If John was surprised I wanted to go fishing, Hunter was downright stunned. He thought it was an awful idea. He reminded me that I hate killing anything. As kids the boys were told “you kill it you eat it”… and I meant it. Everything except mosquitos. I spent my youth bringing home stray dogs, half dead birds and rescuing bugs floating in the pool. He advised me not to go…. I would turn a wonderful adventure into a miserable experience for basically any human I came in contact with.
But isn’t it important to know where your food comes from; not just the supermarket? I would go, I would be cheerful and I would catch and release.
My guide and fishing partner for the first afternoon soon discovered they had drawn the short straw. Nancy, my fellow fisherwoman wasn’t thrilled to be asked if she planned to murder her catch. Keith, usually the manager of the resort was pinch guiding, the assigned guide was out with an injury. He was unfailingly gracious and patient and answered more questions than he thought possible to be asked.
He taught me the history of Haida Gwaii, the First Nations People and the Spanish explorers. The Spanish named Langara after their commander and left a few old tombstones. The Haida people made it home. About 10,000 people lived here before the diseases carried by Europeans decimated their population. 90 % died.
He showed me how to decapitate a herring and attach it properly to the barbless hook; it would mimic a live fish once in the water. He explained that salmon have no nerve endings in their mouths, if hooks cannot be removed the acid in their saliva dissolves them in a few days and the fish are fine. I watched Nancy work hard to make her fist catch only to have it stolen at the last minute by a sea lion.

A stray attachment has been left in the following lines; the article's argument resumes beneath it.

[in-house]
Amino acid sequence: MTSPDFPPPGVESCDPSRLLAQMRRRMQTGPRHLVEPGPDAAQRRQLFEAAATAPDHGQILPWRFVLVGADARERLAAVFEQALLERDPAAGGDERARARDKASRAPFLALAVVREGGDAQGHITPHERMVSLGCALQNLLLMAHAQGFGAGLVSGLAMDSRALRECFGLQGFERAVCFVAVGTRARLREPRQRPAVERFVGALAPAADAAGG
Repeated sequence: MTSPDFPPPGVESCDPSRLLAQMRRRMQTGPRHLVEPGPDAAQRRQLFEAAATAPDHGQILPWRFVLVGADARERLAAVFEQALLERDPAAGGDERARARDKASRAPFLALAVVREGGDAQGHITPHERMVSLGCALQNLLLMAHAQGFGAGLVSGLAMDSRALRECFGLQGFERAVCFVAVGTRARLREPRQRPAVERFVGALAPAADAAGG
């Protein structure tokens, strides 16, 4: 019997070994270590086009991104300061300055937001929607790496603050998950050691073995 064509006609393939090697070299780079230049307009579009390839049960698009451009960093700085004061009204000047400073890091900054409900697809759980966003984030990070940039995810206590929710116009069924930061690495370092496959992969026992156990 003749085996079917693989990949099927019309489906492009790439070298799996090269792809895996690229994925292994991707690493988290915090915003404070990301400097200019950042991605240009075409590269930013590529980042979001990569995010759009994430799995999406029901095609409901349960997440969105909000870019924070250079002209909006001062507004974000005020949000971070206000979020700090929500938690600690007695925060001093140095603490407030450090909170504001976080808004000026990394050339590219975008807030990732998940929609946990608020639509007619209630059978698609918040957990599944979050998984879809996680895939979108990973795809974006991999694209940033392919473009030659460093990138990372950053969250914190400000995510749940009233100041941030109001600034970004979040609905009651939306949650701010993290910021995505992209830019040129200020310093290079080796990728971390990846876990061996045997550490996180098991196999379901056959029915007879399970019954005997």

Sea lions have become the bane of fishermen. They are not fast enough to catch a salmon in the wild, but have figured out how to steal them off lines. They are a protected species so cannot be interfered with. I was alone in admiring their cleverness. Everyone else wished they could shoot them. Turns out catching fish is more challenging than expected.
There is a lot of waiting. Easily done as Haida Gwaii is one of the most beautiful places to just hang out on the water. Very Zen. But once that rod jiggles you need to move fast… you jerk it hard to set the fish and then the battle begins. Salmon are strong and pull hard. Most get away.
Over our three days I did manage to reel in a few. And poor Keith, who was stuck being my guide every day, dutifully tried to release each and every one. This required leaning far over the side; holding the fish in the water until it got over the shock of being caught and could swim away. I would hear him praying under his breath hoping the sea lions would stay away and not bite off his arm. Sadly, some fish were too injured to release; it was more humane to kill them.
Langara Island Lodge asks guests to only take as many fish as they will eat. For John and me this was well below our allowed amount. We sent our catch off to be cleaned, packaged and frozen. It arrived this week. Guess what we are having for dinner…. forever!!